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What you can do with a Computer Games Technology degree

Did you know that skills related to game engines are experiencing strong growth, and over the next 10 years, demand for candidates with particular gaming skills is projected to grow by 122 per cent? Studying a degree in Computer Games Technology  at Birmingham City University will not only provide you with the knowledge and experience to work within the gaming industry, but a range of different industries too. In fact, more computer technology jobs are developing across sectors that are not dominantly about computer games. 

We explore trends within the technology industry right now, and find out what type of jobs you can get out of studying a degree in Computer Games Technology.

Real-time 3D and why it matters

Computer aided design (CAD) has made a dramatic impact on the ‘paper and pencil’ designs that have been around for hundreds of years’. Now, with the advanced technology and the skills of the computer programmers. Most 2D designs have changed to 3D models. This new design method is the future for many industries. On our Computer Games Technology degree, you will learn 3D Game Programming in your first year of study, allowing you to develop a 3D computer game using a professional game engine.

As a whole, the game engine technology industry has become increasingly advanced. With games such as Call of Duty and Forza Horizon 4 being applauded for their attention to detail and exceptional graphics. This has also advanced to visualisation professionals using game engine technology for collaboration and presentations. Because of the increasing demand within this industry, there has been a rise in career opportunities. In your final year of study on this course, you will learn how to program and implement a 3D graphics/game scene using industry standard software. Real-time 3D skills are now requested 2.4 times more often than in 2013 (Burning glass, 2020).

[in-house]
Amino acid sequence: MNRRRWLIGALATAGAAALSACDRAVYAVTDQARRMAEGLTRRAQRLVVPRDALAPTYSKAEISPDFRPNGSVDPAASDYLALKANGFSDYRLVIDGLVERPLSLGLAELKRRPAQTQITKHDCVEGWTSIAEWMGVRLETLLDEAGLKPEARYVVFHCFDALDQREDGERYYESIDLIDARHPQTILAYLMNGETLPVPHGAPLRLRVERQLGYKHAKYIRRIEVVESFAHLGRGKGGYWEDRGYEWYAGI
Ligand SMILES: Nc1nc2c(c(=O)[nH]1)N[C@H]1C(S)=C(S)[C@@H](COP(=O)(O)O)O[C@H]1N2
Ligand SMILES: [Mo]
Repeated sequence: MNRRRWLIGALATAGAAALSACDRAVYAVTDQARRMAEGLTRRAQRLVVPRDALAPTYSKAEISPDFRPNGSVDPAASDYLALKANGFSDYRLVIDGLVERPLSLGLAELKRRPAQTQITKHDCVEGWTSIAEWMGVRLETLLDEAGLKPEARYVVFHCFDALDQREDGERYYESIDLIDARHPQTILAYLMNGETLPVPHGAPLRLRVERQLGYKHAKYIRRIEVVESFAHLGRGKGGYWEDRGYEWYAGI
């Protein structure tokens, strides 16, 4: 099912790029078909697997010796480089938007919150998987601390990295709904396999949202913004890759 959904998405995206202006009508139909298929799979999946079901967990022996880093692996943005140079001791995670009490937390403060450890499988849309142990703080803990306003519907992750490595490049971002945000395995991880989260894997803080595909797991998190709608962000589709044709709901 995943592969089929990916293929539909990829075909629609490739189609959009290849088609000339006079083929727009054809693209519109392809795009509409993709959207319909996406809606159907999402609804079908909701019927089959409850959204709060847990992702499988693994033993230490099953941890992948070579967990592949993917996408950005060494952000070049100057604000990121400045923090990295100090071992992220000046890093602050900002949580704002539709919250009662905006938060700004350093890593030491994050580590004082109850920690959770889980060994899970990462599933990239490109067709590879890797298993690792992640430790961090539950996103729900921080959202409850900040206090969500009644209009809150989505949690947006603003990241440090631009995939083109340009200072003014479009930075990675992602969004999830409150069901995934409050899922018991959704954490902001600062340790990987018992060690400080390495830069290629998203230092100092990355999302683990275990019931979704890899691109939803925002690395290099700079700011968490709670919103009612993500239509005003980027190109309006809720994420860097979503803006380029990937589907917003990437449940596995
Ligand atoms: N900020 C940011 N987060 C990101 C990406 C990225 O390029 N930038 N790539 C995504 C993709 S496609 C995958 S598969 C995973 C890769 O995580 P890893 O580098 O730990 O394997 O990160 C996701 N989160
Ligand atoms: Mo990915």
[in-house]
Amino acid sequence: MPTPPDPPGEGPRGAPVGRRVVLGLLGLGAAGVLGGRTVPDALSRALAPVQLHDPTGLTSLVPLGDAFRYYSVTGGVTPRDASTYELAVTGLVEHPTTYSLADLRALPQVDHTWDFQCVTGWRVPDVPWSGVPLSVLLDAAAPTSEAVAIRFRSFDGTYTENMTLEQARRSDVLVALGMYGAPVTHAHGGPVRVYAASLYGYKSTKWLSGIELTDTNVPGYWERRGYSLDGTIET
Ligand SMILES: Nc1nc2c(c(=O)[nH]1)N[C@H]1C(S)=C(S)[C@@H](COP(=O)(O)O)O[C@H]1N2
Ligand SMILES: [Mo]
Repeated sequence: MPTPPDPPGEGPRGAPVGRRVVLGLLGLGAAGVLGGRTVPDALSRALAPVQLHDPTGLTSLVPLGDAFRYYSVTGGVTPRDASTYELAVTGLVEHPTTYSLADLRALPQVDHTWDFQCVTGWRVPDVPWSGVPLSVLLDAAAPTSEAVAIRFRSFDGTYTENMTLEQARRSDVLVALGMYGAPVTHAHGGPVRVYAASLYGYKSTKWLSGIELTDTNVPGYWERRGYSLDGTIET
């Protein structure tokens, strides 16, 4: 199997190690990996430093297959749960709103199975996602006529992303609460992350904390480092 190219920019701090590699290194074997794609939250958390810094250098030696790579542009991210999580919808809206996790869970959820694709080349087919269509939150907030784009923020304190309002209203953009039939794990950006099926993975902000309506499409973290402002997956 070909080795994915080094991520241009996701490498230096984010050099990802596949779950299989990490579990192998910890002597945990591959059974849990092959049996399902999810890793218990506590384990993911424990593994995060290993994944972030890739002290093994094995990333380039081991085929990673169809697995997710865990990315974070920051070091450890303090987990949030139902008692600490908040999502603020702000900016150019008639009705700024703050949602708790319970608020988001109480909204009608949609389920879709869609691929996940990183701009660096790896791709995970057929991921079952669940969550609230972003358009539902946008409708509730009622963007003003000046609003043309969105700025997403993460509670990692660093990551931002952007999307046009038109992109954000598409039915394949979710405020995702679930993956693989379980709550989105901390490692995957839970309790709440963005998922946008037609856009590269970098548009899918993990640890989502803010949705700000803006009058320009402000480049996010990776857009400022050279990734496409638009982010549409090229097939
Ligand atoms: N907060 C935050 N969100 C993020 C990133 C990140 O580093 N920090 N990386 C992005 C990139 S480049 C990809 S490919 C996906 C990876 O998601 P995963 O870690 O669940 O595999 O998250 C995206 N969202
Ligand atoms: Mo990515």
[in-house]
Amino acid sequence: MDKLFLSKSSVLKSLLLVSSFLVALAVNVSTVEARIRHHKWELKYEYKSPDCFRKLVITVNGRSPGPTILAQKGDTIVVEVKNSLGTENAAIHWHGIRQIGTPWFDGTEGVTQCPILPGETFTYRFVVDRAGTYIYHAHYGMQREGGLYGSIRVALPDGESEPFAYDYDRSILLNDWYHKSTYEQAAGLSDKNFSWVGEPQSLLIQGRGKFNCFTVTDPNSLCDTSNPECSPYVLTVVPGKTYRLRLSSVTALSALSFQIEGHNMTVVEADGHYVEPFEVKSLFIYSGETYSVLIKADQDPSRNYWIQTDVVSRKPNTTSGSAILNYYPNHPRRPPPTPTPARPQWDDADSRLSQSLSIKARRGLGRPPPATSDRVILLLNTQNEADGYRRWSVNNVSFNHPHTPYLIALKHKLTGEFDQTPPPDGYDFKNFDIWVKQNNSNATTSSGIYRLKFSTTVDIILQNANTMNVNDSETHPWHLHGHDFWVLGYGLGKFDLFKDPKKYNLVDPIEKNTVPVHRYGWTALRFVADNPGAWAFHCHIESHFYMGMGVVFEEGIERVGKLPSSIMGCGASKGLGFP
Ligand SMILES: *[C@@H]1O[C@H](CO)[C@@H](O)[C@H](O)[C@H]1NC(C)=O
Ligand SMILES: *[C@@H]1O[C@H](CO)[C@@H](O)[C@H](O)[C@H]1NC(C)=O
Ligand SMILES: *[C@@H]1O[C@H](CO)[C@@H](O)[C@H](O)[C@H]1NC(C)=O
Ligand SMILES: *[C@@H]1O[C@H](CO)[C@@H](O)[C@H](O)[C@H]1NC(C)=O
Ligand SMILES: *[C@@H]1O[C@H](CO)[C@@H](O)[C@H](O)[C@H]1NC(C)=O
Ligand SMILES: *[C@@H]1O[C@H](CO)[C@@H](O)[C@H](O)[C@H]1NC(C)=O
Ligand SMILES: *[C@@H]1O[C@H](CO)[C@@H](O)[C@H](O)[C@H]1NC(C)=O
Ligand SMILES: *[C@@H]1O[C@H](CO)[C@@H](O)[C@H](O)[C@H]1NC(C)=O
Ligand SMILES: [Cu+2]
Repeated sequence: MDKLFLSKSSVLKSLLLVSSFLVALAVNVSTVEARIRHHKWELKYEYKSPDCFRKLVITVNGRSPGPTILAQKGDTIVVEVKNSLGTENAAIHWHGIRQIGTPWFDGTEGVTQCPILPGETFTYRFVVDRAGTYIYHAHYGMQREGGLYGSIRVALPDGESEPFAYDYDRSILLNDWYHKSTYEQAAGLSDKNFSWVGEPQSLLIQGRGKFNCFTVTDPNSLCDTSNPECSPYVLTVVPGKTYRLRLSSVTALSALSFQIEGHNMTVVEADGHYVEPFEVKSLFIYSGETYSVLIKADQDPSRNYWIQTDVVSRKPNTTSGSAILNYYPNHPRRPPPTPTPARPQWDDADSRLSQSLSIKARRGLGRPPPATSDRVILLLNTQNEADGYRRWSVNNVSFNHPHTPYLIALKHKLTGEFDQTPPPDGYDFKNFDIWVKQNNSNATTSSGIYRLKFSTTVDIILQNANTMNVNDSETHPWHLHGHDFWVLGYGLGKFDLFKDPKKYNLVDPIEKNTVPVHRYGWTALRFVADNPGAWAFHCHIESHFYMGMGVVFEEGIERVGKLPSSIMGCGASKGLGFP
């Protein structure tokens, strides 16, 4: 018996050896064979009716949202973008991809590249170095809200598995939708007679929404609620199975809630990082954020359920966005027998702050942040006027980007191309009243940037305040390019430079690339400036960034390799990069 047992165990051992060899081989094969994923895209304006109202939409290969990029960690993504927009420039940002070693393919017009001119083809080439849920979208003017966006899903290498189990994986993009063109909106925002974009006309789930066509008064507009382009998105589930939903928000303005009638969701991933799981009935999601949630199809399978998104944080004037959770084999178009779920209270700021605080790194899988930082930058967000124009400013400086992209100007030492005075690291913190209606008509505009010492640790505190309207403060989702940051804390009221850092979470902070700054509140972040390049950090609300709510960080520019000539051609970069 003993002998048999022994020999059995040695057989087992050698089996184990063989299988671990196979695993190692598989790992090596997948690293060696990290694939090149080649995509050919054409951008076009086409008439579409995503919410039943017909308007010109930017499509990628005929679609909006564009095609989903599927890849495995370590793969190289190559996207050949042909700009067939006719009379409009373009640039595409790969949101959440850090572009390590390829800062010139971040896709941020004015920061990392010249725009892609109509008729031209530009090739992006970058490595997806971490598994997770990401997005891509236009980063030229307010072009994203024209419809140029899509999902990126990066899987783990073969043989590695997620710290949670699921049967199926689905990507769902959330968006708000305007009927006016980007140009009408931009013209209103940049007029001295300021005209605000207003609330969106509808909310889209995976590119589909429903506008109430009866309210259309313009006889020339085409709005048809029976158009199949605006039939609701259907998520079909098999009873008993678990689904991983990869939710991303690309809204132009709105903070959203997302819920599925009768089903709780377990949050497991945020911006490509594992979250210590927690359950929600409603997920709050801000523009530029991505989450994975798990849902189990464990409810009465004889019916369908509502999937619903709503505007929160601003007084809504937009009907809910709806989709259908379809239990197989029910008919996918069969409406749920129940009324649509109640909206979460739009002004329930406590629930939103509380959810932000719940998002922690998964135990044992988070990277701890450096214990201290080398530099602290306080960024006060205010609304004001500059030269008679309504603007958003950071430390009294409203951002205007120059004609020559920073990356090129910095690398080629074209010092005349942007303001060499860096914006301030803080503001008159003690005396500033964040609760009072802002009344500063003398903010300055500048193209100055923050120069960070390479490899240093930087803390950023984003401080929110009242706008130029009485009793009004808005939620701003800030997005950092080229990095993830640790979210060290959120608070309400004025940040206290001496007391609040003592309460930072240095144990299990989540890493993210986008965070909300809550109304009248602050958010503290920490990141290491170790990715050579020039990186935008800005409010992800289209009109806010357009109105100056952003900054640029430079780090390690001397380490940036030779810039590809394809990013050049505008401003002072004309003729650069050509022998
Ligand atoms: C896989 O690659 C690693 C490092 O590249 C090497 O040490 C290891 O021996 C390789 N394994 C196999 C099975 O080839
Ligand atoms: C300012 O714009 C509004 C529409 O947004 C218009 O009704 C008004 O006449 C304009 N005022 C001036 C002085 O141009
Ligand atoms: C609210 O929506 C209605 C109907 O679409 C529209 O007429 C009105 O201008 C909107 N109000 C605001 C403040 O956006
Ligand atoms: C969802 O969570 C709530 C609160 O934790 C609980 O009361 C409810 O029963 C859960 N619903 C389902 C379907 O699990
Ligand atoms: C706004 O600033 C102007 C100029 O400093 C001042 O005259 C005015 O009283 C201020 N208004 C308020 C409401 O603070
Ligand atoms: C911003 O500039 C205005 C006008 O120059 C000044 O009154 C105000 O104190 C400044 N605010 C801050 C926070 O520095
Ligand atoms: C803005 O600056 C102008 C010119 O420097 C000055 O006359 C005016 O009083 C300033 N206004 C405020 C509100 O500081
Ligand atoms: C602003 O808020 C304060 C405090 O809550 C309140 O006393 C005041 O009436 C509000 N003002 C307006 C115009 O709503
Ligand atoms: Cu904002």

Contemporary game engines such as Unity or Unreal engine

There are a variety of game engines that provide a suite of tools for game development, film and television creation, training and simulation, and architectural development. They have become one of the most advanced technology inventions of the 21st century. Their flexibility, collaboration capabilities and cost-effectiveness has made it the technology of the future. Both Unity and Unreal engine has not only become a popular resource within gaming but are now being used for real-life products such as roads, buildings and vehicles. These game engines are introduced to you in your very first year on our Computer Games Technology degree, and in fact we are a member of the Unity Academic Alliance. You will undertake tasks in Unity on 2D Game Programming and throughout the years of study on other modules and you will first start to tackle Unreal engine in the 3D Game Programming module. The programming for game engines module builds on your knowledge of these game engine concepts and programming skills as well as allowing you to understand how to port source code into other operating systems besides Microsoft Windows. 

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The role of Virtual Reality

Virtual reality is the new future. Why? You are able to analyse a situation without the real-life consequences. One example is putting the fire brigade into a burning building – without actually putting them in danger. You can train new recruits, analyse situations. Another example of this is Doctors using it to see where to do the first insertion when doing surgery or the police department using it to analyse a possible hostage situation. The uses of this technology are increasing every day, which is why on the Computer Games Technology course we cover the fundamental uses of Virtual Reality and how to develop scenarios that can be applied in a variety of domain use cases. With our range of hardware covering all the latest generation VR and AR equipment you can be sure to have the platform to achieve success in Game Jams or in your Final Year Project, wherever you choose to embrace the power of VR.